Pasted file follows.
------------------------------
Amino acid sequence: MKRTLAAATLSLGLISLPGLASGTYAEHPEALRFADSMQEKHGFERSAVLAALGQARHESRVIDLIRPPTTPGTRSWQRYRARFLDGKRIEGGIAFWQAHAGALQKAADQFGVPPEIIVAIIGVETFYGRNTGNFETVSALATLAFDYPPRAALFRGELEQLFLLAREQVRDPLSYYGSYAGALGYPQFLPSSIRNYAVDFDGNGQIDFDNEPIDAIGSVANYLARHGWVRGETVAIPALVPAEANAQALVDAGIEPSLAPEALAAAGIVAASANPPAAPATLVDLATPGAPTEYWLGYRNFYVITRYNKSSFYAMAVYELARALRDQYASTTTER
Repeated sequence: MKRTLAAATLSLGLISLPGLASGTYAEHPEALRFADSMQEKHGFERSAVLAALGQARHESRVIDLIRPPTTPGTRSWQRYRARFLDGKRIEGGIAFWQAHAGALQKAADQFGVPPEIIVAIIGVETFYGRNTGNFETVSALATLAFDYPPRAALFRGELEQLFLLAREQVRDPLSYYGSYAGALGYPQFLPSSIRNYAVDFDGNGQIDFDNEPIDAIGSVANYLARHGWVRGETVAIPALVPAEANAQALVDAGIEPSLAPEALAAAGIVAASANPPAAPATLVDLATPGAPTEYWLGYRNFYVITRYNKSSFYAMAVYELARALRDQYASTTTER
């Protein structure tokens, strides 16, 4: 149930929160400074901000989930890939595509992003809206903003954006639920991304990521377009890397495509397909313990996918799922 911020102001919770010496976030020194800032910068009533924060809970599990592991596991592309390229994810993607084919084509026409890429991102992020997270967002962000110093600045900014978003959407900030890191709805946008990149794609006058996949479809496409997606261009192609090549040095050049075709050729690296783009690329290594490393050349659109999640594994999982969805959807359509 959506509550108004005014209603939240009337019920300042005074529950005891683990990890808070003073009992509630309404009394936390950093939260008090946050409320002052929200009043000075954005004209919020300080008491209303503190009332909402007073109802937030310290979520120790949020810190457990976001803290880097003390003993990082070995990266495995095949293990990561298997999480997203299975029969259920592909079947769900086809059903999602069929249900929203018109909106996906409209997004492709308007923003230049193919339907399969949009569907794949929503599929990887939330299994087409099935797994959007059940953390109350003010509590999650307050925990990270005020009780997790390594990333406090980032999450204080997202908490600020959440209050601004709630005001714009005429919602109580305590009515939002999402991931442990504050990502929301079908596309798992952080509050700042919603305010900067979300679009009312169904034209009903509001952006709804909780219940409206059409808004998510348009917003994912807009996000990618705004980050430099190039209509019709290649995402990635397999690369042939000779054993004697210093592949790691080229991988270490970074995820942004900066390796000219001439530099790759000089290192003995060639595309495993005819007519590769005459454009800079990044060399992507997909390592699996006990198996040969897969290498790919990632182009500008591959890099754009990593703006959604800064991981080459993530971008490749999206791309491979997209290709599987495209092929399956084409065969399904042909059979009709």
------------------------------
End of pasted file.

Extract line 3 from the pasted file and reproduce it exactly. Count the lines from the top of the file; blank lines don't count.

């Protein structure tokens, strides 16, 4: 149930929160400074901000989930890939595509992003809206903003954006639920991304990521377009890397495509397909313990996918799922 911020102001919770010496976030020194800032910068009533924060809970599990592991596991592309390229994810993607084919084509026409890429991102992020997270967002962000110093600045900014978003959407900030890191709805946008990149794609006058996949479809496409997606261009192609090549040095050049075709050729690296783009690329290594490393050349659109999640594994999982969805959807359509 959506509550108004005014209603939240009337019920300042005074529950005891683990990890808070003073009992509630309404009394936390950093939260008090946050409320002052929200009043000075954005004209919020300080008491209303503190009332909402007073109802937030310290979520120790949020810190457990976001803290880097003390003993990082070995990266495995095949293990990561298997999480997203299975029969259920592909079947769900086809059903999602069929249900929203018109909106996906409209997004492709308007923003230049193919339907399969949009569907794949929503599929990887939330299994087409099935797994959007059940953390109350003010509590999650307050925990990270005020009780997790390594990333406090980032999450204080997202908490600020959440209050601004709630005001714009005429919602109580305590009515939002999402991931442990504050990502929301079908596309798992952080509050700042919603305010900067979300679009009312169904034209009903509001952006709804909780219940409206059409808004998510348009917003994912807009996000990618705004980050430099190039209509019709290649995402990635397999690369042939000779054993004697210093592949790691080229991988270490970074995820942004900066390796000219001439530099790759000089290192003995060639595309495993005819007519590769005459454009800079990044060399992507997909390592699996006990198996040969897969290498790919990632182009500008591959890099754009990593703006959604800064991981080459993530971008490749999206791309491979997209290709599987495209092929399956084409065969399904042909059979009709």